Slowly roasted lamb bones served with mashed potato, peas, corn and carrot with gravy Gary Lum
The fatty perspective. Slowly roasted lamb bones served with mashed potato, peas, corn and carrot with gravy

Questions and answers

Why lamb bones?

You need to see the Mutton Flaps post on My Thoughts and Stuff

Why packet mashed potato?

It’s like microwave rice, it’s quick, easy and convenient. It doesn’t taste too bad either.

Is there anything else?

Well yes. I’ve been noticing some strange online behaviour here with odd comments. Basically spam but not in the usual spam structure. No links and no abuse, but the comments seemed to be from random people who I had not reached out to and who didn’t seem engaged with the blog. When I saw it I would remove it. I thought the safest thing to do would be to moderate all comments so I had a greater level of control.
Of more concern, I’ve also had a sort of reverse problem with some good (online) friends not being able to comment and their words ending up in my spam folders. I hope by increasing the control I have over comments, this problem will be ameliorated.

Trolls

This raises the issue of online trolls. I’ve been really fortunate that I can count on the number of fingers of one hand the number of times I’ve been trolled on my personal sites (including Medical Fun Facts). On the other hand, from time to time at work, I get abusive messages but that’s very different. Friends who keep an eye open for me have sent some interesting screenshots from various social media accounts. It would be inappropriate to describe these in any detail here but it’s one of the reasons why I try to be polite, friendly and courteous here. There are a few safe spaces where I can be more myself online and in those forums, it is nice to be amongst like-minded people.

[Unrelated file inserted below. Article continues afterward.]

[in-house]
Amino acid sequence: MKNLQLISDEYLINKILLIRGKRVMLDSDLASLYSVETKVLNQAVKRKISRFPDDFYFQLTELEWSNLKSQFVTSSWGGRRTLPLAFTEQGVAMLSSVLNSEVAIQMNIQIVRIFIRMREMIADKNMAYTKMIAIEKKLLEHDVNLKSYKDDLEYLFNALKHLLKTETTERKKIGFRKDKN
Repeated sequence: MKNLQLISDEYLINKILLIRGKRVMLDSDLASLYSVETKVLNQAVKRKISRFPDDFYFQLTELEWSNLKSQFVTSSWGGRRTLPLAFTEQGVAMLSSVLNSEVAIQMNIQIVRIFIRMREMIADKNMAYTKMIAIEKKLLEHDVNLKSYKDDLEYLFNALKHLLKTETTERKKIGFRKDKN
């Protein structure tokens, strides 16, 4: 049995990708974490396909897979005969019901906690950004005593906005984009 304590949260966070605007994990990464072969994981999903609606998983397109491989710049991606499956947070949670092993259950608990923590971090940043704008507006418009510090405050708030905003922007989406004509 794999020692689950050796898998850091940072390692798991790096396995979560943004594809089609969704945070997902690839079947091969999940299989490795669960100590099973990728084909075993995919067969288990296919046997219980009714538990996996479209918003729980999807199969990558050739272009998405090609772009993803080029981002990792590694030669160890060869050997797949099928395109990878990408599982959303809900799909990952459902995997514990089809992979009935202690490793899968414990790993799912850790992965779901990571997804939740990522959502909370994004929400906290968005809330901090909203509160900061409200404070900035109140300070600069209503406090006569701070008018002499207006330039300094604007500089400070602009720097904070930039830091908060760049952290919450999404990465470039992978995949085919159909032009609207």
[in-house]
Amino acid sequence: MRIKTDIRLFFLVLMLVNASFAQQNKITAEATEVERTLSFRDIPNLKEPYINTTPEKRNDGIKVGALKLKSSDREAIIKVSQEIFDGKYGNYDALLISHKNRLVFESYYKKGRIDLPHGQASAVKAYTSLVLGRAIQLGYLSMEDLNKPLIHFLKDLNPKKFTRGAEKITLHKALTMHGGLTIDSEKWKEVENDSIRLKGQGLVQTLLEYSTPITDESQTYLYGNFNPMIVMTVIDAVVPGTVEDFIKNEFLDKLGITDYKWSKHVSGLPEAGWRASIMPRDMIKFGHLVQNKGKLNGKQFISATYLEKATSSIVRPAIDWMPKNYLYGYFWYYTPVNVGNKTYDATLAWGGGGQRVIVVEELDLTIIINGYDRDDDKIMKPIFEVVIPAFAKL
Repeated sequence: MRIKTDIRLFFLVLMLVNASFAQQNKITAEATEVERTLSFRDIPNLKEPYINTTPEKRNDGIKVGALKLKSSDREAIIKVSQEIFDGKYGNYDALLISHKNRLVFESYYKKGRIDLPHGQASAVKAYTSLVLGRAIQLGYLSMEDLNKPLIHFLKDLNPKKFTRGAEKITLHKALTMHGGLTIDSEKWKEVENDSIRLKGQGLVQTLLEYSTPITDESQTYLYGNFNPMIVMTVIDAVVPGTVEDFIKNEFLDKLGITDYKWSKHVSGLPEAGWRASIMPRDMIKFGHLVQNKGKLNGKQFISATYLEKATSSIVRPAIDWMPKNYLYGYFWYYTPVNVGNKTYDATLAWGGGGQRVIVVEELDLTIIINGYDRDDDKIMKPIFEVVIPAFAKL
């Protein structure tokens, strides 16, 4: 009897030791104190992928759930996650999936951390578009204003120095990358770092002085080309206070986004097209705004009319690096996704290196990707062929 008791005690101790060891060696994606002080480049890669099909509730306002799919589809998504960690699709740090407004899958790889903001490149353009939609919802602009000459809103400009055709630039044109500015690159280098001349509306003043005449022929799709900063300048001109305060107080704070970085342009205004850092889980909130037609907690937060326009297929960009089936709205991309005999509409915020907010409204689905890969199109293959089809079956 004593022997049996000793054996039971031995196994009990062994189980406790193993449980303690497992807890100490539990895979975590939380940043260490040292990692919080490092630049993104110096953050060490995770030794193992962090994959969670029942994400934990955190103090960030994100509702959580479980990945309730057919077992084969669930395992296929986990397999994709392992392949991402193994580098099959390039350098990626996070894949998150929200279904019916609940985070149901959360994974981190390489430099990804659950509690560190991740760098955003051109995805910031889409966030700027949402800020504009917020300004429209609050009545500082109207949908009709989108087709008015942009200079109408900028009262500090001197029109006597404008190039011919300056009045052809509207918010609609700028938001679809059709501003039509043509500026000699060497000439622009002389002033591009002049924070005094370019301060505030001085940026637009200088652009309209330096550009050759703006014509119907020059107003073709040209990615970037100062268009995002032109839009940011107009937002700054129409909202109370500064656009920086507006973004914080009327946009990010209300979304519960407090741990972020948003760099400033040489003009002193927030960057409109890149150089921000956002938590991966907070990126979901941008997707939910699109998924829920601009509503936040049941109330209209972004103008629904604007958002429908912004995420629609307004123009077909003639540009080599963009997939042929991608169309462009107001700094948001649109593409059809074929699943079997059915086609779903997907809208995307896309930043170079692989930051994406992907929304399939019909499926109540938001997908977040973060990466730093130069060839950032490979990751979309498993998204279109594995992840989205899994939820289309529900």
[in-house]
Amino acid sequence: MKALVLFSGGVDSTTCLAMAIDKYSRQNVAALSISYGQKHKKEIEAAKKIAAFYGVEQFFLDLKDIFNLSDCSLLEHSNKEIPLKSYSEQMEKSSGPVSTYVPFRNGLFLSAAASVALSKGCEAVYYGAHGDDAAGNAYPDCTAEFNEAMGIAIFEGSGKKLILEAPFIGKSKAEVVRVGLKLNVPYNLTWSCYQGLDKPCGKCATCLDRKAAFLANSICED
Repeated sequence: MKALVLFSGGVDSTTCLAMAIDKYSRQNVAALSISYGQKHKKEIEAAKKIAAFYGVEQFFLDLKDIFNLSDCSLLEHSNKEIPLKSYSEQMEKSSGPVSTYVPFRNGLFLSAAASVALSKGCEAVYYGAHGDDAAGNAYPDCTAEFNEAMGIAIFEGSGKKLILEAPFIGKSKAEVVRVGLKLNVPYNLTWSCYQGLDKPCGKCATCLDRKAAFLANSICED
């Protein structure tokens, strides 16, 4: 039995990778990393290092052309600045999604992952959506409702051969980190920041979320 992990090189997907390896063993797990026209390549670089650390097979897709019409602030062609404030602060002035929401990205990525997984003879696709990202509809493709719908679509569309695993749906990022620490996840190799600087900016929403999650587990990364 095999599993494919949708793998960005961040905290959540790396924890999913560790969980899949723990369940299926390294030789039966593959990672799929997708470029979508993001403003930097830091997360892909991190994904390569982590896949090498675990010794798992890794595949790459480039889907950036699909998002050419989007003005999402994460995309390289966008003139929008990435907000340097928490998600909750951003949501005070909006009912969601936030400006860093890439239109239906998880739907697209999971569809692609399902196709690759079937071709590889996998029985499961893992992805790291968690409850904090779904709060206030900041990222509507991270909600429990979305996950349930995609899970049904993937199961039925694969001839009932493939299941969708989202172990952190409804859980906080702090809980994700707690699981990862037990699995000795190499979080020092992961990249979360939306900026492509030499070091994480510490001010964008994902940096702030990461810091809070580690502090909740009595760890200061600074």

When online, I usually write with trolls in mind. I’m not wanting to be controversial and if I have anything controversial to write I’ll try to couch it carefully. Even on my Medical Fun Facts blog/podcast/YouTube when I’m a bit out there, e.g., I have a strong position in favour of conventional medicine including vaccination, I try to make sure I’m on solid ground.

Spam

It remains a constant problem and what I don’t get is with good anti-spam products like Akismet, why do spammers bother. Unlike the tasty canned pork product, I hate online spam, especially now malware and ransomware are becoming more common.

Related post  Caramel latte sundae
Spam
Gary Lum spam

If anyone has ever sent me an e-mail and I’ve not responded, I’m sorry. Unless I know you, I’ll probably delete the e-mail.

Social media

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13 Responses

  1. It sounds great Yummy, but I’ve never seen packages of meat like this in any of our grocery stores around here – any hints?

    1. All I can suggest is asking a local butcher to set aside some lamb offcuts. They need to be a little fatty so the low slow cooking doesn’t dry out the meat.